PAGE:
(5) Demand that Congress strengthen the False Claims Act

The False Claims Act (FCA) whistleblower qui tam provision has proven to be the most effective law ever passed protecting the government from greedy contractors, fraud in Medicare and Medicaid, and from criminal procurement practices. Over $70 billion has been recovered by the taxpayers directly from fraudsters, and countless billions has also been paid in criminal fines. Two bipartisan amendments to the FCA are languishing in Congress. The first is designed to prevent federal contractors from colluding with government officials when trying to justify their frauds. The second permits the federal government to administratively sanction contractors in smaller cases, where prosecutors rarely file charges in court. The Administrative False Claims Act, 659, has been unanimously passed by the Senate but is stalled in the House of Representatives. The False Claims Act Amendment targeting collusion has strong bipartisan support, but is awaiting votes in Congress. See https://www.grassley.senate.gov/news/news-releases/senators-introduce-bipartisan-legislation-to-close-loophole-in-fight-against-fraud https://www.grassley.senate.gov/news/news-releases/bipartisan-fraud-fighting-bill-unanimously-passes-senate.


(6) Demand that Congress pass the CFTC Fund Improvement Act

The whistleblower reward law covering violations of the Commodity Exchange Act has proven successful beyond the wildest dreams of Congress. Billions upon billions in sanctions has been recovered from fraudsters who have manipulated markets ripping off consumers across the globe. These unprecedented whistleblower-triggered prosecutions have created an unintended problem: there are inadequate funds available to compensate whistleblowers as required under law. It is unconscionable for Congress to pass a law mandating that whistleblowers obtain compensation when they risk their jobs, reputations, and even their lives to serve the public interest, but then refuse to allocate funding to pay the mandatory rewards. The CFTC Fund Improvement Act, 2500, which has strong bipartisan support, would fix this problem. It needs to be immediately passed. Congress must live up to its promises. See  https://www.grassley.senate.gov/news/news-releases/grassley-nunn-and-hassan-lead-bipartisan-bicameral-effort-to-bolster-successful-whistleblower-program.


(7) Demand that Federal Agencies Respect, Honor, and Compensate Whistleblowers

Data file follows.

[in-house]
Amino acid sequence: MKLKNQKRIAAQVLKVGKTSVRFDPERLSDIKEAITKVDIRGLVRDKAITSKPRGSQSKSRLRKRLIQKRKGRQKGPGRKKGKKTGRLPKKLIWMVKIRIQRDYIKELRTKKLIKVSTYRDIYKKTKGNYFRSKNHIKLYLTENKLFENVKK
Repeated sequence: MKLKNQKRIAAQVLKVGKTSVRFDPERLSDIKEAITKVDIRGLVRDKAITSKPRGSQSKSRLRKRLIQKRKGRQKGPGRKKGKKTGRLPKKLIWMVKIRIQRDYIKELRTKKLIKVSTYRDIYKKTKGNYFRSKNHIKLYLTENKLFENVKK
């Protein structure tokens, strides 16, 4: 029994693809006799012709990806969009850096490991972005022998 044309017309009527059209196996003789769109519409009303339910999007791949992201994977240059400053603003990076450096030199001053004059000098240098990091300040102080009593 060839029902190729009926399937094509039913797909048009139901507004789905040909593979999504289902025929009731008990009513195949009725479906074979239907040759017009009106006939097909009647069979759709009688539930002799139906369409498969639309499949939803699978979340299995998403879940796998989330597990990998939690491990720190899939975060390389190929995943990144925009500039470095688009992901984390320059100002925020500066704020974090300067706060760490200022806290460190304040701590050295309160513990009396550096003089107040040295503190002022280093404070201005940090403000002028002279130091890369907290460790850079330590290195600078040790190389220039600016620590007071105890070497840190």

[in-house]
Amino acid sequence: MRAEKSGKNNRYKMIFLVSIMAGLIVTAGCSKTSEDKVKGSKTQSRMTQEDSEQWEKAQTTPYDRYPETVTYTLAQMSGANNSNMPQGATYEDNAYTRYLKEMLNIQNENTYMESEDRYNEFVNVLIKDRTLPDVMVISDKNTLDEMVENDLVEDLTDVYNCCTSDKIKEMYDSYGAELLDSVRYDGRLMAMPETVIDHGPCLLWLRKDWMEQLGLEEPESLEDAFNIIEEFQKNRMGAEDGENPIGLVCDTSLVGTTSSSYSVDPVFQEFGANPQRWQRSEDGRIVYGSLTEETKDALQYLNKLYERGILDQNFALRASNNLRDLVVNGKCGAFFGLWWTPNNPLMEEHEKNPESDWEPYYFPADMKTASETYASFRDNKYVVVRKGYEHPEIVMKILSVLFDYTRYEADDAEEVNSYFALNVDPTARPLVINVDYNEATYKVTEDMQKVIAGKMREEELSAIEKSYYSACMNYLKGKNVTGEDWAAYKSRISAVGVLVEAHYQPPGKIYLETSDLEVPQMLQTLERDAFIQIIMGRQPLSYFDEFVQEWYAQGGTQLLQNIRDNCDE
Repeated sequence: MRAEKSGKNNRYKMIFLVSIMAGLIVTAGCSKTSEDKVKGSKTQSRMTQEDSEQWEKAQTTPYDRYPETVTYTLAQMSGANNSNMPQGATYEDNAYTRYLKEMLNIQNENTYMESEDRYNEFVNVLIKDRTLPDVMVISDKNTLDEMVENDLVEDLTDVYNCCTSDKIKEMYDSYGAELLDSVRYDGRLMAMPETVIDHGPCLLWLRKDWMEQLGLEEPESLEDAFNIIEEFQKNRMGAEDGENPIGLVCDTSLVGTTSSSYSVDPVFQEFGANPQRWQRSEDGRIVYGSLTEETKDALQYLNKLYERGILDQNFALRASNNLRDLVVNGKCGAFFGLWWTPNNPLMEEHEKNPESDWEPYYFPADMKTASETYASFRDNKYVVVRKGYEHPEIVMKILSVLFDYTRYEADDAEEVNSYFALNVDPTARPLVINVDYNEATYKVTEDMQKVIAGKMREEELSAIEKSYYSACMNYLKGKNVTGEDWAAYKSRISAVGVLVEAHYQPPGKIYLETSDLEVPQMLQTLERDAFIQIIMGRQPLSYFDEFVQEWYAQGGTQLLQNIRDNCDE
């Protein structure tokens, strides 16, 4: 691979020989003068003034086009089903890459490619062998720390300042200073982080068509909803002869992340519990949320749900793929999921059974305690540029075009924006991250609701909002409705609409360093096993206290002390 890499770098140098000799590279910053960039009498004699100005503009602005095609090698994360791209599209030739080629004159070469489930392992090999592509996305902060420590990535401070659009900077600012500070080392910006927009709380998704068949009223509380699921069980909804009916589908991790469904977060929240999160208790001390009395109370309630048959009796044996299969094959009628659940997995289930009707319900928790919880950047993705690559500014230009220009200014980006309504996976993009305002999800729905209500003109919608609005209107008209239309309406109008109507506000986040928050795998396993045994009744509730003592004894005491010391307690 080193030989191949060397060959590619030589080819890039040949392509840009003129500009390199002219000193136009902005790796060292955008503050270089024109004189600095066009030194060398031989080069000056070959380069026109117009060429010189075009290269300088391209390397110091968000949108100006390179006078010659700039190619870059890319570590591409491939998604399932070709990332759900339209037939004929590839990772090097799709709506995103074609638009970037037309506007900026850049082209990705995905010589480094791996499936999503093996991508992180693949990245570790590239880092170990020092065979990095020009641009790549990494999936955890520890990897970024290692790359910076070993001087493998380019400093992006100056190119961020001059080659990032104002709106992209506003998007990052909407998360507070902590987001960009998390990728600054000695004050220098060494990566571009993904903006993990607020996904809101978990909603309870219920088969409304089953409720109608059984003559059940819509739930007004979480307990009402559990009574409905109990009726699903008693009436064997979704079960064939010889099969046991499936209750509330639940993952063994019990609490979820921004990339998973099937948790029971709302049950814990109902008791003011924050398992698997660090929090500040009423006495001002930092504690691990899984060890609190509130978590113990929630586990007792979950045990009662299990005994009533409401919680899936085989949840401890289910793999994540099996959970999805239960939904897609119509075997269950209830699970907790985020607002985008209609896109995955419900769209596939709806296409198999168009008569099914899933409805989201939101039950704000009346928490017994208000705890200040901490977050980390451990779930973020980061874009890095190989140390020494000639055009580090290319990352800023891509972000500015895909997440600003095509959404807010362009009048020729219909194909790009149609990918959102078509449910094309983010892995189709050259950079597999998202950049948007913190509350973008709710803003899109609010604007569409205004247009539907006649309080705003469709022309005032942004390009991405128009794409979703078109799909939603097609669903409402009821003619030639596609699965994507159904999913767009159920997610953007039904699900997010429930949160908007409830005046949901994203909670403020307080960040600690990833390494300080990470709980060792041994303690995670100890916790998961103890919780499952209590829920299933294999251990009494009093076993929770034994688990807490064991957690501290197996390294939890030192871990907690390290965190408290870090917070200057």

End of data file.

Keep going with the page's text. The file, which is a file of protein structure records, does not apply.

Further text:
One of the most unacceptable and unjustifiable hardships facing whistleblowers is the continued resistance to protecting whistleblowers in numerous (most) federal agencies. This is exemplified by the complete failure of agencies to use their discretionary powers to protect or compensate whistleblowers. The Department of Commerce/NOAA can reward whistleblowers who report illegal fishing or “IUU” fishing violations and crimes committed by large ocean fishing boats operated by countries like China. Yet they have repeatedly failed to implement their whistleblower laws. The same can be said of the Department of Interior/Fish and Wildlife Service which have ignored the Lacey and Endangered Species Acts’ strong whistleblower reward provisions, allowing billions in illegal international wildlife trafficking to fester. Likewise, the Coast Guard largely ignores the whistleblower provisions of the Act to Prevent Pollution from Ships, turning down numerous whistleblower tips and failing to conduct investigations. Worse still, is the Justice Department’s penchant for prosecuting whistleblowers – even those who report crimes voluntarily to the Department pursuant to whistleblower disclosure laws. President Biden must take action and demand that all executive agencies use their discretionary authorities permitted under law to incentivize and protect whistleblowers consistent with the anti-corruption Strategy his administration has approved.


In 2021 the White House, in conjunction with every major executive agency, approved The United States Strategy on Countering Corruption. In this authoritative and non-partisan Anti-Corruption Strategy, the United States for the first time formally recognized the key role whistleblowers play in detecting fraud and corruption. Based on these findings it declared that it was the official policy of the United States to “stand in solidarity” with whistleblowers, both domestically and internationally. As part of the Anti-Corruption Strategy the United States recognized that whistleblower qui tam reward laws must play a major role in combating financial frauds, such as money laundering. The proven ability of whistleblowers to detect fraud among corporate and government elites led the United States government to formally identify them as key players in preventing fraud, strengthening democratic institutions, and combating corruption that threatens U.S. national security.

Despite these findings, leading federal agencies responsible for enforcing whistleblower rights have failed to implement the U.S. Anti-Corruption Strategy’s whistleblower-mandates. Many of their current rules and practices directly undercut and undermine the very whistleblower rights identified by the White House Strategy as playing an essential role in combating corruption. NOW IS THE TIME TO ACT!